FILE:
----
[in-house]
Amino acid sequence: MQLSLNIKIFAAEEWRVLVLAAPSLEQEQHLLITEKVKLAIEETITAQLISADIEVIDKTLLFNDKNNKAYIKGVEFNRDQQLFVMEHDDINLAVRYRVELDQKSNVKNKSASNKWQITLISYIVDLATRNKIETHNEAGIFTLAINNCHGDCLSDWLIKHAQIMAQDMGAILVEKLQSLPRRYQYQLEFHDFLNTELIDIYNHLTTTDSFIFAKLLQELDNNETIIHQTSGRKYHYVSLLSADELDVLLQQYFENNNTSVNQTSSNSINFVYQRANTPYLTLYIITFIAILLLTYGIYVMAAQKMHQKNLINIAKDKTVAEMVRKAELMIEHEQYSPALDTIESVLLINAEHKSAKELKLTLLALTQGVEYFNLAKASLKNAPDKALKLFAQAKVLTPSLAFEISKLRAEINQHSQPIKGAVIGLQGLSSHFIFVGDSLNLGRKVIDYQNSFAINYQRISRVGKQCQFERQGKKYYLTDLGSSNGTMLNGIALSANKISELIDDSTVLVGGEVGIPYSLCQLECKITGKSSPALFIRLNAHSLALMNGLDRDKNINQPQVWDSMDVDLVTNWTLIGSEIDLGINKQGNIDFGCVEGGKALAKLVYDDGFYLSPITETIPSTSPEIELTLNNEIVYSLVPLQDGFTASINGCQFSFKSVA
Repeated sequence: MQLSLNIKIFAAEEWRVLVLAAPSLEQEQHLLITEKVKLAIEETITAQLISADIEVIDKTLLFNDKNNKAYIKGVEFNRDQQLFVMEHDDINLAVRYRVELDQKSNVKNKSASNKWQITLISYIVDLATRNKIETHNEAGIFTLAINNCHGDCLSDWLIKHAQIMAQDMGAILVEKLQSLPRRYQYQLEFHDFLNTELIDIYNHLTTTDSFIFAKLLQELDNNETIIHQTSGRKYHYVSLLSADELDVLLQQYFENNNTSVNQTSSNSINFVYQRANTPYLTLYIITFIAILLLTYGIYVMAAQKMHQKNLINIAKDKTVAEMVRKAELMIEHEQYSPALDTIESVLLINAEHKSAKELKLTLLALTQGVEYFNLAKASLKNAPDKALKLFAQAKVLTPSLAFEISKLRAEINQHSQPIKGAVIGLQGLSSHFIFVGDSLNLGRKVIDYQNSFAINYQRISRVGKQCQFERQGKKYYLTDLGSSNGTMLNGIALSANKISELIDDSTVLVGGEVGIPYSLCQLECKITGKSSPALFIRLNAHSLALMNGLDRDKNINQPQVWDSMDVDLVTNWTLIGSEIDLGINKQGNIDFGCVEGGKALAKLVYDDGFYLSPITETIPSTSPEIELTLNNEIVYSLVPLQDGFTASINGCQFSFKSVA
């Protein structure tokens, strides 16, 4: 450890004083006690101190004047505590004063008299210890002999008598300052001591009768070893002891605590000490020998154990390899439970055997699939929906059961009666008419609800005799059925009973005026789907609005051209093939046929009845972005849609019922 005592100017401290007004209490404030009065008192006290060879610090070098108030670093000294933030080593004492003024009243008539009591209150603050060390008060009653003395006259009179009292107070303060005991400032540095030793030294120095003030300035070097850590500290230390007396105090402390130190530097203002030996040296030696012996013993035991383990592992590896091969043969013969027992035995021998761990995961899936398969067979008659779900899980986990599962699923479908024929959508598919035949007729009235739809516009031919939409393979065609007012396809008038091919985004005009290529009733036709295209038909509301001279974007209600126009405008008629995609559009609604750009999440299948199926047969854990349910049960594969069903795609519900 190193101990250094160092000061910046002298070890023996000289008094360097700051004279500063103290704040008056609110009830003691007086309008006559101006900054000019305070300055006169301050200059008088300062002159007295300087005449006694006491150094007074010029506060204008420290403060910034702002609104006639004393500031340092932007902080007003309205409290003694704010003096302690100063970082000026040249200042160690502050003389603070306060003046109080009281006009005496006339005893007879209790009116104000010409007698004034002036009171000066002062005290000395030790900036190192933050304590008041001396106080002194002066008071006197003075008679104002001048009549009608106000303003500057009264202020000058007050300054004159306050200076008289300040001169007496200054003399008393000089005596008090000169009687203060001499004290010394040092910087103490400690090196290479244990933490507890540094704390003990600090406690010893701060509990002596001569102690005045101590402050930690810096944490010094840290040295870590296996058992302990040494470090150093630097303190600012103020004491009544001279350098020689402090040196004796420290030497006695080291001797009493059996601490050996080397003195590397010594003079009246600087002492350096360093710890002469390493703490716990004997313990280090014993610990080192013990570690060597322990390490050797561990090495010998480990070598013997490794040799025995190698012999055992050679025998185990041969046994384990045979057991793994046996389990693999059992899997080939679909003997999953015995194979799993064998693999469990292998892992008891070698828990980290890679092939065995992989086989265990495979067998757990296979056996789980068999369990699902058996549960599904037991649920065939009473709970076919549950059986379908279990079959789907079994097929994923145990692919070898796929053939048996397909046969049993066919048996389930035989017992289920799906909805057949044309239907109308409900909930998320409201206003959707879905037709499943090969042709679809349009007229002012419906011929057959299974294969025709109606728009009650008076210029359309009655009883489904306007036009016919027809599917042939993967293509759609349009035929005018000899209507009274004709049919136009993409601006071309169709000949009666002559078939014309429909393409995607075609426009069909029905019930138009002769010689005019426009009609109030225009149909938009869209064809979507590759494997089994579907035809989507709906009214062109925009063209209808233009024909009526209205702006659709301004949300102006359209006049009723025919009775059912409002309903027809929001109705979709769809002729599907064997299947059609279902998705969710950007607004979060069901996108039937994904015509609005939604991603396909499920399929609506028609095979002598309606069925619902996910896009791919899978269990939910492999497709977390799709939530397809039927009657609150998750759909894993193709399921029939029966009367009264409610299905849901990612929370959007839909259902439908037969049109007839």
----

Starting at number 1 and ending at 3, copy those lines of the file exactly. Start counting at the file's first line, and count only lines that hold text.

[in-house]
Amino acid sequence: MQLSLNIKIFAAEEWRVLVLAAPSLEQEQHLLITEKVKLAIEETITAQLISADIEVIDKTLLFNDKNNKAYIKGVEFNRDQQLFVMEHDDINLAVRYRVELDQKSNVKNKSASNKWQITLISYIVDLATRNKIETHNEAGIFTLAINNCHGDCLSDWLIKHAQIMAQDMGAILVEKLQSLPRRYQYQLEFHDFLNTELIDIYNHLTTTDSFIFAKLLQELDNNETIIHQTSGRKYHYVSLLSADELDVLLQQYFENNNTSVNQTSSNSINFVYQRANTPYLTLYIITFIAILLLTYGIYVMAAQKMHQKNLINIAKDKTVAEMVRKAELMIEHEQYSPALDTIESVLLINAEHKSAKELKLTLLALTQGVEYFNLAKASLKNAPDKALKLFAQAKVLTPSLAFEISKLRAEINQHSQPIKGAVIGLQGLSSHFIFVGDSLNLGRKVIDYQNSFAINYQRISRVGKQCQFERQGKKYYLTDLGSSNGTMLNGIALSANKISELIDDSTVLVGGEVGIPYSLCQLECKITGKSSPALFIRLNAHSLALMNGLDRDKNINQPQVWDSMDVDLVTNWTLIGSEIDLGINKQGNIDFGCVEGGKALAKLVYDDGFYLSPITETIPSTSPEIELTLNNEIVYSLVPLQDGFTASINGCQFSFKSVA
Repeated sequence: MQLSLNIKIFAAEEWRVLVLAAPSLEQEQHLLITEKVKLAIEETITAQLISADIEVIDKTLLFNDKNNKAYIKGVEFNRDQQLFVMEHDDINLAVRYRVELDQKSNVKNKSASNKWQITLISYIVDLATRNKIETHNEAGIFTLAINNCHGDCLSDWLIKHAQIMAQDMGAILVEKLQSLPRRYQYQLEFHDFLNTELIDIYNHLTTTDSFIFAKLLQELDNNETIIHQTSGRKYHYVSLLSADELDVLLQQYFENNNTSVNQTSSNSINFVYQRANTPYLTLYIITFIAILLLTYGIYVMAAQKMHQKNLINIAKDKTVAEMVRKAELMIEHEQYSPALDTIESVLLINAEHKSAKELKLTLLALTQGVEYFNLAKASLKNAPDKALKLFAQAKVLTPSLAFEISKLRAEINQHSQPIKGAVIGLQGLSSHFIFVGDSLNLGRKVIDYQNSFAINYQRISRVGKQCQFERQGKKYYLTDLGSSNGTMLNGIALSANKISELIDDSTVLVGGEVGIPYSLCQLECKITGKSSPALFIRLNAHSLALMNGLDRDKNINQPQVWDSMDVDLVTNWTLIGSEIDLGINKQGNIDFGCVEGGKALAKLVYDDGFYLSPITETIPSTSPEIELTLNNEIVYSLVPLQDGFTASINGCQFSFKSVA